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NEW YORK, Thursday —I left Washington yesterday afternoon and reached New York City in time to have a few friends dine with me. They took me to see a musical comedy called "By Jupiter," in which Ray Bolger is most amusing. Afterwards, we stopped in for a few minutes at the Stage Door Canteen. It is certainly crowded and the boys in all the services seem to have a very good time there.

I am on my way to Hyde Park this morning, where I intended to be earlier this week. It is only a short trip and I expect to be back in Washington by Friday evening.

Someone wrote me the other day about the Sharon Sanitorium in Sharon, Mass., where for over 4 years they have been trying the open air treatment for children suffering from rheumatic diseases. Rheumatic fever often causes heart disease and many children die or are crippled for life by this disease, which Dr. Paul de Kruif has so often written about. The Sharon Sanitarium does not claim to have found a cure, but hopes it is on the road to constantly improved treatment. One cannot help being interested in efforts of this kind.

The more I hear of children in Europe and in other parts of the world, the more I fear that for a generation we shall see many of the diseases brought on by privation, hunger and strain crippling children all over the world. It is difficult to see how one can do much about it at the present time, and yet I hope we shall not be forced completely to abandon what feeding we have been able to do.

How magnificent is the courage of people in all of these countries! In Carl Sandburg's column the other day, he quoted a letter smuggled out of Norway, written by a man just out after three and a half months in prison to a former cellmate. The letter reads:

"I wish you could see us today—outwardly gray, poor, stripped to the skin, so it seems. But it is only a seeming, only on the outside. Never has life behind and inside us been less grey, never has blood been more red. He's trying to kid himself, you say. Well, just consider yourself when you were here. Even though it was strenuous, you nevertheless lived, felt the pulse of life even in the grayest of gray, which you lived through the final months. You expressed this yourself the last time I talked with you. And today it is still more clear...Seen from the outside it may appear grayer than ever, marked with hunger and distress, loss and suffering. But inwardly, life presses forward irresistably."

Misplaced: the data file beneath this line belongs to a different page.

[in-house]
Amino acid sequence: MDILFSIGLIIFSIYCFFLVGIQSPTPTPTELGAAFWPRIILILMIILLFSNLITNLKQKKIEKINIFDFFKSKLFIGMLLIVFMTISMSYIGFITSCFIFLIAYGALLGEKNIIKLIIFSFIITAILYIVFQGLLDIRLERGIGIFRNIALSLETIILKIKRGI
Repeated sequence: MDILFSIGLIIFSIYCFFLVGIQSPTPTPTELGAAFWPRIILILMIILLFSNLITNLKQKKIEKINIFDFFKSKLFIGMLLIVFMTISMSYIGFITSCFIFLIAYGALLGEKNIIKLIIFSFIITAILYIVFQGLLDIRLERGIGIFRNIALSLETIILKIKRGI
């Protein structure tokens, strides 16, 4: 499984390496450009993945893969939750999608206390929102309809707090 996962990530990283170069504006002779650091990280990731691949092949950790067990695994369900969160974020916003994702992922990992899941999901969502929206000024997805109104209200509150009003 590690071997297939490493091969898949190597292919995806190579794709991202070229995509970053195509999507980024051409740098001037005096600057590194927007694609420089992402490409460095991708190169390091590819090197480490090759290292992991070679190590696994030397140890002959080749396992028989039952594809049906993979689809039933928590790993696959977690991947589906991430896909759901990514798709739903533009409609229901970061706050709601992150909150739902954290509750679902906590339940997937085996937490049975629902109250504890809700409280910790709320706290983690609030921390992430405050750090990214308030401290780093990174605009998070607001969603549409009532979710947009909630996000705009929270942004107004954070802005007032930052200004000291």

E.R.

(COPYRIGHT, 1942, by UNITED FEATURE SYNDICATE, INC.)


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About this document

MY DAY by Eleanor Roosevelt, June 19, 1942

Roosevelt, Eleanor, 1884-1962
[ ERPP bio | LC | VIAF | WorldCat | DPLA | Wikidata | SNAC ]

Digital edition created by The Eleanor Roosevelt Papers Project The George Washington University Old Main Building, Suite 406 1951 F Street, NW Washington, DC 20052

  • Brick, Christopher (Editor)
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  • Regenhardt, Christy (Associate Editor)
    [ ISNI ]
  • Black, Allida M. (Editor)
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  • Binker, Mary Jo (Associate Editor)
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  • Alhambra, Christopher C. (Electronic Text Editor)
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Digital edition published 2008, 2017 by
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Available under licence from the Estate of Anna Eleanor Roosevelt.

Published with permission from the Estate of Anna Eleanor Roosevelt.

MEP edition publlished on 2008-06-30

TEI-P5 edition published on 2017-04-28

Transcription created from a photocopy of a UFS wire copy of a My Day column instance archived at the Franklin D. Roosevelt Library.
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